Tuesday, September 20, 2011

Host and Guest

"The head monks of two parts of the meditation hall caught sight of each other and simultaneously gave a shout.

A monk asked the Master, 'In this case, was there any guest and any host, or wasn't there?'

The Master said, 'Guest and host are perfectly obvious!' Then the Master said, 'All of you -- if you want to understand what I have just said about guest and host, go ask the two head monks of the meditation hall.' "

This passage comes from The Zen Teachings of Master Lin-chi, translated by Burton Watson.

John Tarrant Roshi gave us a koan, the continuation of Lin-chi's voice:

"Wherever you are, just take the role of host, and that place will be a true place."

So began my sitting with this koan for a while, and it returned to my consciousness from time to time. What does it mean to be a good host? What do I get out of this experience? What does it mean to be a good guest? What do I get out of this experience?

"...and to practice these principles in all our affairs." Some say the principle of Step 12 is charity and love -- isn't this a pretty good example of being a good host? Whatever (or whoever) comes into our life, "Welcome, come on in ... how may I serve you?"

It wouldn't surprise me to one day experience this koan working in all the Steps. Each Step offers a principle: Step 1 Acceptance, Step 2 Faith, Step 3 Surrender and Trust ... Step 11 Patience.

Could this be the Steps taking on the role of host? And I am the guest?


Host and guest, Steps and Koans, welcome.

Bill K.

Monday, September 12, 2011

Teaching What?

  • I received a very sincere email the other day where the sender referred to my teaching.
  • A different emailer had "When the student is ready..." as the Subject Line.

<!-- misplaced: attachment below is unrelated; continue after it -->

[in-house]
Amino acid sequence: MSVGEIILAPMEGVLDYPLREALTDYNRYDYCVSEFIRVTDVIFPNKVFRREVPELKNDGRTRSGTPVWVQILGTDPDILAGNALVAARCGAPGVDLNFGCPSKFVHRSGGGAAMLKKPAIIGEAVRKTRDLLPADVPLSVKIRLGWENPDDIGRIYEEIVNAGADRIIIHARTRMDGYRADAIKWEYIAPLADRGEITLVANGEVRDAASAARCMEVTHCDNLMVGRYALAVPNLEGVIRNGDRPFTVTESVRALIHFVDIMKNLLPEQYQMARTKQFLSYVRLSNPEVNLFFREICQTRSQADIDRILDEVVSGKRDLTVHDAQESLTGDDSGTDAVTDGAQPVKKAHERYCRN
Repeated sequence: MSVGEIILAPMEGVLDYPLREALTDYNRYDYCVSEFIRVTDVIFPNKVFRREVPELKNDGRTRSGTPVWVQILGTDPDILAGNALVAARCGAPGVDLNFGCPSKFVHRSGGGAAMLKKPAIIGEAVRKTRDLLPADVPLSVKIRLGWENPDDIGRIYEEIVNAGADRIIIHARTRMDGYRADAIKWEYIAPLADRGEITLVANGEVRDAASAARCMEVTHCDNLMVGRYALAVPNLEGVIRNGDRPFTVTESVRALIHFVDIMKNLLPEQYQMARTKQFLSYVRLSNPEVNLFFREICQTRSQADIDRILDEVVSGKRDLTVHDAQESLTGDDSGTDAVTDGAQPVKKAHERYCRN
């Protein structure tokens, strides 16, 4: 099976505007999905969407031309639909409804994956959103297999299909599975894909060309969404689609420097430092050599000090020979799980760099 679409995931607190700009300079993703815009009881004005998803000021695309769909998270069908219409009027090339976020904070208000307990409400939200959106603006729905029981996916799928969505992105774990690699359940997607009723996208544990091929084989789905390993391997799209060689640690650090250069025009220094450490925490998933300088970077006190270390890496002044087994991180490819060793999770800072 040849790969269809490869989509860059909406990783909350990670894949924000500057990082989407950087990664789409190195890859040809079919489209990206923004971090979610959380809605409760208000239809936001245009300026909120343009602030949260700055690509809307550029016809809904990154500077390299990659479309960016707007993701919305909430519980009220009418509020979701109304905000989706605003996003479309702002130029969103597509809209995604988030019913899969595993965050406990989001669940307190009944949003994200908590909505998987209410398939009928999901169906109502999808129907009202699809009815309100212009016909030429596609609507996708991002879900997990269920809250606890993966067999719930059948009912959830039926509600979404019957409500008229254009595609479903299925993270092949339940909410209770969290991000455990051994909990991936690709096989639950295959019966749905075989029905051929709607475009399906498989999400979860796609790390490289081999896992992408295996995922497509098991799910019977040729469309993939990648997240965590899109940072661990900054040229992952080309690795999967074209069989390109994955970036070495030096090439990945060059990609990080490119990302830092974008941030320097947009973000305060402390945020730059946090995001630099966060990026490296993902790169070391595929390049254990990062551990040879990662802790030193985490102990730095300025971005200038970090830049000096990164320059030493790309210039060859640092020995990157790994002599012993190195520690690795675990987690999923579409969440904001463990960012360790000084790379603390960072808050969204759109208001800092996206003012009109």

• In a casual conversation, a discussion about the upcoming October discussion group, I was asked if it was a classroom setting where one needed prior knowledge.
All of this has me thinking about the word "teaching" and where it fits into the scheme of things here. At PZi we have "official" teachers. John Tarrant Roshi is the main teacher. He has acknowledged others as dharma teachers or in training to become one. We also have senior leaders who give talks on Monday evenings, some who very well one day become a dharma teacher. I suppose I'm referred to as a senior student, and am given a few opportunities to lead discussions and facilitate groups, which entails a little small "t" teaching. You might consider me like the grad student teaching a lab class. We're in the 12 Step/Koan laboratory!

Even though I don't consider myself a big "T" teacher, I do know, from my experiences that what I'm presenting to you is unique to the Zen setting and thoroughly worthwhile.

Who Might Be My Audience?

  • Zen practitioners in 12 Step recovery seeking different ways of experiencing the Steps
  • 12 Step practitioners seeking out Zen as a possible path
  • Zen practitioners looking outside the 12 Step group meeting arena
  • Zen practitioners unsure if the 12 Steps are for them
  • Can you add something new here?
What I've found in our group is an opening up, a more spacious (and safe) container for discussion without the usual constraints at a 12 Step meeting. Yet, as lively and intimate the discussion, it's afterwards where realization (ah-ha moments) most often appear.

It's when the koan appears from nowhere, revealing an aspect of one's life or with a Step that's never been experienced before. Call it going deeper, expanding horizons, or awakening, it's not something anyone has taught you. It's you being aware of that moment without the usual story-line in your head -- you and the universal truth -- which, after all, includes all things.

Bill K.